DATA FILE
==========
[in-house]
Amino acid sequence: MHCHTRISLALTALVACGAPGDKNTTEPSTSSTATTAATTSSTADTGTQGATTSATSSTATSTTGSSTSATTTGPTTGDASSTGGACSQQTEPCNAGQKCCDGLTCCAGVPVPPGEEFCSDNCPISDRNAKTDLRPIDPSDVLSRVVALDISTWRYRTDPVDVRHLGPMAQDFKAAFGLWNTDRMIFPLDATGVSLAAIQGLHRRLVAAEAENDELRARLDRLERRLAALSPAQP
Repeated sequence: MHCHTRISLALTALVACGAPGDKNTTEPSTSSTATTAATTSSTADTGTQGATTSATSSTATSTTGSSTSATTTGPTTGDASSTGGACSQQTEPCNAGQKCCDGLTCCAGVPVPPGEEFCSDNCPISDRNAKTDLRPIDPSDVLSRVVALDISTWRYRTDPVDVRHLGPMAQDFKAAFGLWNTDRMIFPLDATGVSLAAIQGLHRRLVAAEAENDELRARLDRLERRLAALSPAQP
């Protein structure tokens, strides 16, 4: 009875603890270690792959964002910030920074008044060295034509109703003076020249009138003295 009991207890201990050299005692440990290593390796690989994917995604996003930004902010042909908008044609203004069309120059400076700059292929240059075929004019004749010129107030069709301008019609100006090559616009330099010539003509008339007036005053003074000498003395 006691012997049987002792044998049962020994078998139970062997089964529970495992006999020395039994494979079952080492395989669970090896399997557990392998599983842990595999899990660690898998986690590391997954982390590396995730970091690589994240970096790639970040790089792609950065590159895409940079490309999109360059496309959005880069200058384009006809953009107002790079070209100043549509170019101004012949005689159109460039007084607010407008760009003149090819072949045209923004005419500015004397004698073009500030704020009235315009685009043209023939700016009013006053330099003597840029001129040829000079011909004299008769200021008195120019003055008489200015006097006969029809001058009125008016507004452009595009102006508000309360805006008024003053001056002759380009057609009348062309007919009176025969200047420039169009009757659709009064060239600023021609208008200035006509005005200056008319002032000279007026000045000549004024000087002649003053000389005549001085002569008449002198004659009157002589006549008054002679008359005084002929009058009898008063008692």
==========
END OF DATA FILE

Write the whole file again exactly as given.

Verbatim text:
[in-house]
Amino acid sequence: MHCHTRISLALTALVACGAPGDKNTTEPSTSSTATTAATTSSTADTGTQGATTSATSSTATSTTGSSTSATTTGPTTGDASSTGGACSQQTEPCNAGQKCCDGLTCCAGVPVPPGEEFCSDNCPISDRNAKTDLRPIDPSDVLSRVVALDISTWRYRTDPVDVRHLGPMAQDFKAAFGLWNTDRMIFPLDATGVSLAAIQGLHRRLVAAEAENDELRARLDRLERRLAALSPAQP
Repeated sequence: MHCHTRISLALTALVACGAPGDKNTTEPSTSSTATTAATTSSTADTGTQGATTSATSSTATSTTGSSTSATTTGPTTGDASSTGGACSQQTEPCNAGQKCCDGLTCCAGVPVPPGEEFCSDNCPISDRNAKTDLRPIDPSDVLSRVVALDISTWRYRTDPVDVRHLGPMAQDFKAAFGLWNTDRMIFPLDATGVSLAAIQGLHRRLVAAEAENDELRARLDRLERRLAALSPAQP
């Protein structure tokens, strides 16, 4: 009875603890270690792959964002910030920074008044060295034509109703003076020249009138003295 009991207890201990050299005692440990290593390796690989994917995604996003930004902010042909908008044609203004069309120059400076700059292929240059075929004019004749010129107030069709301008019609100006090559616009330099010539003509008339007036005053003074000498003395 006691012997049987002792044998049962020994078998139970062997089964529970495992006999020395039994494979079952080492395989669970090896399997557990392998599983842990595999899990660690898998986690590391997954982390590396995730970091690589994240970096790639970040790089792609950065590159895409940079490309999109360059496309959005880069200058384009006809953009107002790079070209100043549509170019101004012949005689159109460039007084607010407008760009003149090819072949045209923004005419500015004397004698073009500030704020009235315009685009043209023939700016009013006053330099003597840029001129040829000079011909004299008769200021008195120019003055008489200015006097006969029809001058009125008016507004452009595009102006508000309360805006008024003053001056002759380009057609009348062309007919009176025969200047420039169009009757659709009064060239600023021609208008200035006509005005200056008319002032000279007026000045000549004024000087002649003053000389005549001085002569008449002198004659009157002589006549008054002679008359005084002929009058009898008063008692």